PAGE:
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PLoS One. 2016 Aug 8;11(8):e0159224. doi: 10.1371/journal.pone.0159224. eCollection 2016.

Racial-Ethnic Disparities in Opioid Prescriptions at Emergency Department Visits for Conditions Commonly Associated with Prescription Drug Abuse.

Author information

1
Health Policy and Health Services Research, Boston University School of Dental Medicine, Boston, Massachusetts, United States of America.
2
University of Iowa College of Pharmacy, Iowa City, Iowa, United States of America.
3
Department of Emergency Medicine and Philip R. Lee Institute for Health Policy Studies, University of California at San Francisco, San Francisco, California, United States of America.

Abstract

Prescription drug abuse is a growing problem nationally. In an effort to curb this problem, emergency physicians might rely on subjective cues such as race-ethnicity, often unknowingly, when prescribing opioids for pain-related complaints, especially for conditions that are often associated with drug-seeking behavior. Previous studies that examined racial-ethnic disparities in opioid dispensing at emergency departments (EDs) did not differentiate between prescriptions at discharge and drug administration in the ED. We examined racial-ethnic disparities in opioid prescription at ED visits for pain-related complaints often associated with drug-seeking behavior and contrasted them with conditions objectively associated with pain. We hypothesized a priori that racial-ethnic disparities will be present among opioid prescriptions for conditions associated with non-medical use, but not for objective pain-related conditions. Using data from the National Hospital Ambulatory Medical Care Survey for 5 years (2007-2011), the odds of opioid prescription during ED visits made by non-elderly adults aged 18-65 for 'non-definitive' conditions (toothache, back pain and abdominal pain) or 'definitive' conditions (long-bone fracture and kidney stones) were modeled. Opioid prescription at discharge and opioid administration at the ED were the primary outcomes. We found significant racial-ethnic disparities, with non-Hispanic Blacks being less likely (adjusted odds ratio ranging from 0.56-0.67, p-value < 0.05) to receive opioid prescription at discharge during ED visits for back pain and abdominal pain, but not for toothache, fractures and kidney stones, compared to non-Hispanic whites after adjusting for other covariates. Differential prescription of opioids by race-ethnicity could lead to widening of existing disparities in health, and may have implications for disproportionate burden of opioid abuse among whites. The findings have important implications for medical provider education to include sensitization exercises towards their inherent biases, to enable them to consciously avoid these biases from defining their practice behavior.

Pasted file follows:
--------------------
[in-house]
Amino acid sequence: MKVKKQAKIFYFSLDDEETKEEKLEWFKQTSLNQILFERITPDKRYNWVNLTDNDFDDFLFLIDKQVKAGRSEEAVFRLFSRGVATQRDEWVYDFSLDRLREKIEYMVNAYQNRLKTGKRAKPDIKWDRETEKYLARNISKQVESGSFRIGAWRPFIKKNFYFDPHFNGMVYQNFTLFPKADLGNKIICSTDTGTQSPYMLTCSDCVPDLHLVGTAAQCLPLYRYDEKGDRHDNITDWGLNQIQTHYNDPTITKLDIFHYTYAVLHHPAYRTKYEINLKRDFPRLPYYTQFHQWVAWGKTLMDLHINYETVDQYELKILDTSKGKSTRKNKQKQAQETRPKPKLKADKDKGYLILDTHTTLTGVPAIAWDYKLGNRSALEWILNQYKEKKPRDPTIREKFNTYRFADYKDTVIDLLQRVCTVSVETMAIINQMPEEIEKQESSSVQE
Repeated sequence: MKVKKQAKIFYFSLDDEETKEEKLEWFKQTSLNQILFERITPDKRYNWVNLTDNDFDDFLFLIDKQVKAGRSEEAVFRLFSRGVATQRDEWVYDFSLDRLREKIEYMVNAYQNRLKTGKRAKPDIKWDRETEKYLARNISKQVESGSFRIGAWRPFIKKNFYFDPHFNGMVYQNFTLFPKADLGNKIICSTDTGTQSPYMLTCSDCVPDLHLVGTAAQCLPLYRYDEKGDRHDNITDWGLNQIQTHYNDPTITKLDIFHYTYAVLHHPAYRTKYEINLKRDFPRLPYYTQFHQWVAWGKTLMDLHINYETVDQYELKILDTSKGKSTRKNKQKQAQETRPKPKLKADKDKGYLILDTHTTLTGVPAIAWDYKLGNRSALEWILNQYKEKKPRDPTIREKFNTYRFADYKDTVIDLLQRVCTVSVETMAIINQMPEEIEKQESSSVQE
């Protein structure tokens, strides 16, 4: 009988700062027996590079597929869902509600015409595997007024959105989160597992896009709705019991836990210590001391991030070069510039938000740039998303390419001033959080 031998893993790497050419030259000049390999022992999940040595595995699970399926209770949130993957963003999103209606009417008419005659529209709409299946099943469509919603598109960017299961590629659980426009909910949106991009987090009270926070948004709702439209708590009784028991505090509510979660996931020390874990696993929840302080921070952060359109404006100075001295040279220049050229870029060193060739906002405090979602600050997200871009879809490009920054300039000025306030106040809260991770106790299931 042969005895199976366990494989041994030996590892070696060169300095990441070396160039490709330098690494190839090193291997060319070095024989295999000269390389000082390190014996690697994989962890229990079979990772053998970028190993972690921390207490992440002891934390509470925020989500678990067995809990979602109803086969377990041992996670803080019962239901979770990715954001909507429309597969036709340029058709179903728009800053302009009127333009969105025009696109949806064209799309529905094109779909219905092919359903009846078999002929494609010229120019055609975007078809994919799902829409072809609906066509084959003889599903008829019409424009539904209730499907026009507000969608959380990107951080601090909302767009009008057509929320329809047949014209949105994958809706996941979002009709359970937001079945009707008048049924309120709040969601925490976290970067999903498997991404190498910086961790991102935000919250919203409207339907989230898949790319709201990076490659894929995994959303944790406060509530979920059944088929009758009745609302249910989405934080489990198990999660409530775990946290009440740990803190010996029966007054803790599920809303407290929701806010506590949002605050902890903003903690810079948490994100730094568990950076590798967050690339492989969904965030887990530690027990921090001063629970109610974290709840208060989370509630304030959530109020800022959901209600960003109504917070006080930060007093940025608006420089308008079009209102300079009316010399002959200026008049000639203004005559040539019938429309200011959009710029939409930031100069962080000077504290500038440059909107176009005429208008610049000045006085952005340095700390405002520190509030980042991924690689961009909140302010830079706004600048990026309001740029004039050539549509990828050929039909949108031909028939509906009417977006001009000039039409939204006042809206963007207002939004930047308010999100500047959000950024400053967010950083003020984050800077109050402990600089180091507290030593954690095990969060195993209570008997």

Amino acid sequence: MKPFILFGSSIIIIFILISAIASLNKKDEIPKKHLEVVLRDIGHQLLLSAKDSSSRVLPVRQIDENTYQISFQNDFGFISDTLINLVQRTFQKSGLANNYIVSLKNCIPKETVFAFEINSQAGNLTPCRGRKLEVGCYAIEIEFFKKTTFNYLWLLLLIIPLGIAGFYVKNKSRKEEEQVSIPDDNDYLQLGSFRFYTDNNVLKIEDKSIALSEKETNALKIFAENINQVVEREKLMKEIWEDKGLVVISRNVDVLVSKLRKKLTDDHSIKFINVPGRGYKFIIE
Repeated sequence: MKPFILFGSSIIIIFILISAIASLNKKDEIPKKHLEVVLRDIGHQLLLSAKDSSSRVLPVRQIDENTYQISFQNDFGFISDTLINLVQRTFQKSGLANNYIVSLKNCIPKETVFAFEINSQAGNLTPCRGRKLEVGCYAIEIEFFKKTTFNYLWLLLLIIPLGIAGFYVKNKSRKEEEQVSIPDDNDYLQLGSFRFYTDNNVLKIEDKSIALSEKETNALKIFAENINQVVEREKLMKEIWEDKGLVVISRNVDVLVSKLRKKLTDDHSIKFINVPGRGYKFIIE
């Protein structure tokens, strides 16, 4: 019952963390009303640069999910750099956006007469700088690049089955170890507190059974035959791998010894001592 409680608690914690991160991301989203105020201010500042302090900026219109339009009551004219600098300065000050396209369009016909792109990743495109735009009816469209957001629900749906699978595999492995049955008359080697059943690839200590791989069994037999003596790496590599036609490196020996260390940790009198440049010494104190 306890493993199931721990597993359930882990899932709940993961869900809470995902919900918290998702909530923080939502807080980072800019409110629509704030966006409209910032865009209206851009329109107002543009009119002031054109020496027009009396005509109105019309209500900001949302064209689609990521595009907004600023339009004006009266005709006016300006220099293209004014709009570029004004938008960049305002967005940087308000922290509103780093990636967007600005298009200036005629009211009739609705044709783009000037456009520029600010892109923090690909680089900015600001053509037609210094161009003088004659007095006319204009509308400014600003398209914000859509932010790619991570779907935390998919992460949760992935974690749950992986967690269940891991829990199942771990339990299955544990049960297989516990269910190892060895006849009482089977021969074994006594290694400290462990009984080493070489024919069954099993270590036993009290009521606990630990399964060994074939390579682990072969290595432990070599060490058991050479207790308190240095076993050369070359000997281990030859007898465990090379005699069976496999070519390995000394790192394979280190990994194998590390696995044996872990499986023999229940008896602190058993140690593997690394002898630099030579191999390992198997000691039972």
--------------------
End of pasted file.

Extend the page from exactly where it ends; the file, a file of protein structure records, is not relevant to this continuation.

PMID:
27501459
PMCID:
PMC4976905
DOI:
10.1371/journal.pone.0159224
[Indexed for MEDLINE]
Free PMC Article

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